On Tuesday, 30 August 2005, the day after Hurricane Katrina hit the Louisiana coast, while water was still pouring across the broken levees, at the very hour FEMA was turning back volunteer firefighters who were trying to enter New Orleans, President Bush was in Coronado, California, delivering a speech. The occasion was the 60th anniversary of the end of WWII. Mr. Bush, in his speech, compared himself to FDR.
So, let’s talk about WWII for a moment. Specifically, let’s talk about, not the end, but the start of WWII for the United States: The devastating surprise attack on Pearl Harbor.
The Pearl Harbor attack took place just before 8:00 am local time on a Sunday morning, 7 December 1941. Surprise was total, sucess was complete: Within minutes 2,400 Americans were dead, five out of the eight battleships in the harbor were sinking. The men responsible for the defense of Pearl Harbor were Admiral Husband E. Kimmel, Commander, US Pacific Fleet, and Major General Walter C. Short, Commanding General of the Hawaiian Department.
Ten days earlier, on 27 November, Admiral Kimmel received a “war warning” from the Chief of Naval Operations indicating that war was imminent. Rather than prepare an active defense of Hawaii against attack, General Short set up passive defenses against sabotage.
Over an hour before the raid, USS Ward, a destroyer, fired on and sank a Japanese midget submarine in the Pearl Harbor approaches. Admiral Kimmel was informed of that sinking, but no alert was issued; no planes were launched, no guns manned.
The failure of the New Orleans levees during a major hurricane had been predicted for years. When assistant secretary of the Army Mike Parker, head of the Corps of Engineers, objected to cuts in funding for Mississippi delta flood control during testimony before congress, Mr. Bush fired him. Rather than strengthen the levees, President Bush cut the funding for their improvement and maintenance by 80%. Rather than create plans for a hurricane strike on New Orleans, FEMA outsourced planning to a civilian agency. It is unclear whether those plans were ever produced. Seventy two hours before the levees broke, Hurricane Katrina’s path and strength had been accurately forecast by the National Weather Service. The Departmnet of Homeland Security took no effective measures in response.
One day after the Japanese attack, President Roosevelt asked congress to declare war in the “date that will live in infamy” address. One day after the levees broke, President Bush compared himself to President Roosevelt and accepted a gift guitar.
Two days after the attack, the Knox Commission (9-14 December 1941) investigated the facts. Secretary of the Navy Frank Knox went to Pearl Harbor, and reported back to the President.
Two days after the levees broke, Bush returned to Washington.
On 16 December 1941, nine days after the attack, General Short was relieved of command.
On 08 September 2005, nine days after the levees broke, Michael Brown is still director of FEMA.
On 17 December 1941, ten days after the attack, Admiral Kimmel was relieved of command.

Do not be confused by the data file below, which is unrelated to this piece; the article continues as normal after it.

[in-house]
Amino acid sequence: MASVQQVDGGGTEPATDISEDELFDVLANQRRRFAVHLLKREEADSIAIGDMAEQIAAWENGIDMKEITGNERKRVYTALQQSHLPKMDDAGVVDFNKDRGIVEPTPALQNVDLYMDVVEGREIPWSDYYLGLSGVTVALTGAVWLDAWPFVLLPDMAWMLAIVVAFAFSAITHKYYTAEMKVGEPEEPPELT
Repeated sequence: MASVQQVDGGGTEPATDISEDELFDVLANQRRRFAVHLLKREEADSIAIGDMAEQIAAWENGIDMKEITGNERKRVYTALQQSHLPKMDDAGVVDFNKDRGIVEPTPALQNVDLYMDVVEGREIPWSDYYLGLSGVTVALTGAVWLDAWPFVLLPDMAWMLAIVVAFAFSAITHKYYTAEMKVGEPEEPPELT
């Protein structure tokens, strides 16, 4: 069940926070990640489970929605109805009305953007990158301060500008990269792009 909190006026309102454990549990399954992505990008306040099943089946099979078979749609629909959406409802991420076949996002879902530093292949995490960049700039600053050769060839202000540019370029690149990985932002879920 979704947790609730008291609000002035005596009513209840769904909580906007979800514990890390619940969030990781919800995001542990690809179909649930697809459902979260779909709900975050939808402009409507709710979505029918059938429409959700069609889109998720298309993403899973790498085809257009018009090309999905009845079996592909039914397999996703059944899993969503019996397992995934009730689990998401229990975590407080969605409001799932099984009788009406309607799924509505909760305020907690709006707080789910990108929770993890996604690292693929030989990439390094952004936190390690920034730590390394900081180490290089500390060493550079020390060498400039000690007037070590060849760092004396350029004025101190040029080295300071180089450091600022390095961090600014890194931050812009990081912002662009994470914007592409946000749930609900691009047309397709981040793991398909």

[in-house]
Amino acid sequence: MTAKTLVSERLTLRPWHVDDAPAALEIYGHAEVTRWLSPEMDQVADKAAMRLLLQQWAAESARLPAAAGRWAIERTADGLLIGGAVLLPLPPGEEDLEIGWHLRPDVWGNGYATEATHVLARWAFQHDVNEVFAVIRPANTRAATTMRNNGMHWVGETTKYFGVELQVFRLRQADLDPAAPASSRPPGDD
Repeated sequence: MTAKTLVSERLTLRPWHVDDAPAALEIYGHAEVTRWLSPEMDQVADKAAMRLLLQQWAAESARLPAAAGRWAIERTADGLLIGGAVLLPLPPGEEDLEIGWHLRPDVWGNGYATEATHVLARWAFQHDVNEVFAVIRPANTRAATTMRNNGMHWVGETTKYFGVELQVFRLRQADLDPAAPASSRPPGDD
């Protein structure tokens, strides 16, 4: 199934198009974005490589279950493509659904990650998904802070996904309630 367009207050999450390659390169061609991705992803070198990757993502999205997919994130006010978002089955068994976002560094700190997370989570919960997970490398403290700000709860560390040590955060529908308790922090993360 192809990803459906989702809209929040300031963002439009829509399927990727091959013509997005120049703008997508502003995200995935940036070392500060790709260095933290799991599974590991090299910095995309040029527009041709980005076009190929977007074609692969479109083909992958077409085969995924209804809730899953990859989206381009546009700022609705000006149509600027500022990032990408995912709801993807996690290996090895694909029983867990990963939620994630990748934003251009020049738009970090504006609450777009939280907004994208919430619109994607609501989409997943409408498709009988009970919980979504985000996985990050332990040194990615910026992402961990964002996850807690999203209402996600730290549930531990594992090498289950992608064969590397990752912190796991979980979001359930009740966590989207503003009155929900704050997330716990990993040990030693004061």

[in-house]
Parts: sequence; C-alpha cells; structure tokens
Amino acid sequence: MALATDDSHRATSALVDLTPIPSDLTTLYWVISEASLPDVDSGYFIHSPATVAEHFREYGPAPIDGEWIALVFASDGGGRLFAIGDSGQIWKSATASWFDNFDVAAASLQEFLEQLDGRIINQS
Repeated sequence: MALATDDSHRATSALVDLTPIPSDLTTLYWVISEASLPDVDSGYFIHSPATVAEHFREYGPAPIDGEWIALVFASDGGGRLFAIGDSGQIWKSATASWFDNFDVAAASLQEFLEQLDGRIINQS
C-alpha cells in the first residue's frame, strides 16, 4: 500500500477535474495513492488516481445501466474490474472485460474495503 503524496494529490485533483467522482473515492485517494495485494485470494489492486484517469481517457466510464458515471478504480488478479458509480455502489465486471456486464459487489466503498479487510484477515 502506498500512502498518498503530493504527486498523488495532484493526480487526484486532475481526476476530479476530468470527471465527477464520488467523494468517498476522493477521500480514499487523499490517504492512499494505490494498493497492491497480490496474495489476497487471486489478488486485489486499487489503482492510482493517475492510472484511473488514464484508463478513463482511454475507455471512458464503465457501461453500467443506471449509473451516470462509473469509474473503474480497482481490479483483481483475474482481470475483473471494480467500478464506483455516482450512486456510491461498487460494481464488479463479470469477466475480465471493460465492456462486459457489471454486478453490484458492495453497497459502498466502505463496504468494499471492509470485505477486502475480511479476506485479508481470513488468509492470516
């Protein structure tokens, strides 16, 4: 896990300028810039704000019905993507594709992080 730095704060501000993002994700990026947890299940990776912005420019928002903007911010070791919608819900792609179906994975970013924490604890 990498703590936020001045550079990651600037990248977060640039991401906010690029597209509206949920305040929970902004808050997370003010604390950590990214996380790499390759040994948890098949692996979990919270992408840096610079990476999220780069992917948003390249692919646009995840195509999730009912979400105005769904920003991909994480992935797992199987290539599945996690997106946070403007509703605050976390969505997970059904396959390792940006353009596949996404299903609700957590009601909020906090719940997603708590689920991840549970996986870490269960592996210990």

No one knows what tomorrow will bring, but I’m willing to bet that ten days after the levees broke Michael Chertoff will still be Secretary of Homeland Security.
The Roberts Commission, headed by Justice Owen Roberts, was convened on 18 December 1941, eleven days after the attack. They delivered their report on 23 January 1942. The Roberts Commission report begins:
The White House
SIR: The undersigned were appointed by Executive order of December 18,1941, which defined our duties as a commission thus:
“to ascertain and report the facts relating to the attack made by Japanese armed forces upon the Territory of Hawaii on December 7, 1941.
“The purposes of the required inquiry and report are to provide bases for sound decisions whether any derelictions of duty or errors of judgment on the part of United States Army or Navy personnel contributed to such successes as were achieved by the enemy on the occasion mentioned, and, if so, what these derelictions or errors were, and who were responsible therefor.”
The Congress speedily supplemented the Executive order by granting the Commission power to summon witnesses and examine them under oath.
The Commission examined 127 witnesses and received a large number of documents. All members of the Military and Naval Establishments, and civil officers and citizens who were thought to have knowledge of facts pertinent to the inquiry, were summoned and examined under oath. All persons in the island of Oahu, who believed they had knowledge of such facts, were publicly requested to appear, and a number responded to the invitation and gave evidence.
Various rumors and hearsay statements have been communicated to the Commission. The Commission has sought to find and examine witnesses who might be expected to have knowledge respecting them. We believe that our findings of fact sufficiently dispose of most of them.
The evidence touches subjects which in the national interest should remain secret. We have, therefore, refrained from quotation of testimony or documentary proof. Our findings, however, have been made with the purpose fully and accurately to reflect the testimony, which as respects matters of fact is substantially without contradiction.
23 January 1942 was forty-seven days after the attack. 16 October 2005 will be forty-seven days after the levees broke. What are the bets we’ll see an investigatory report on the New Orleans disaster on that day?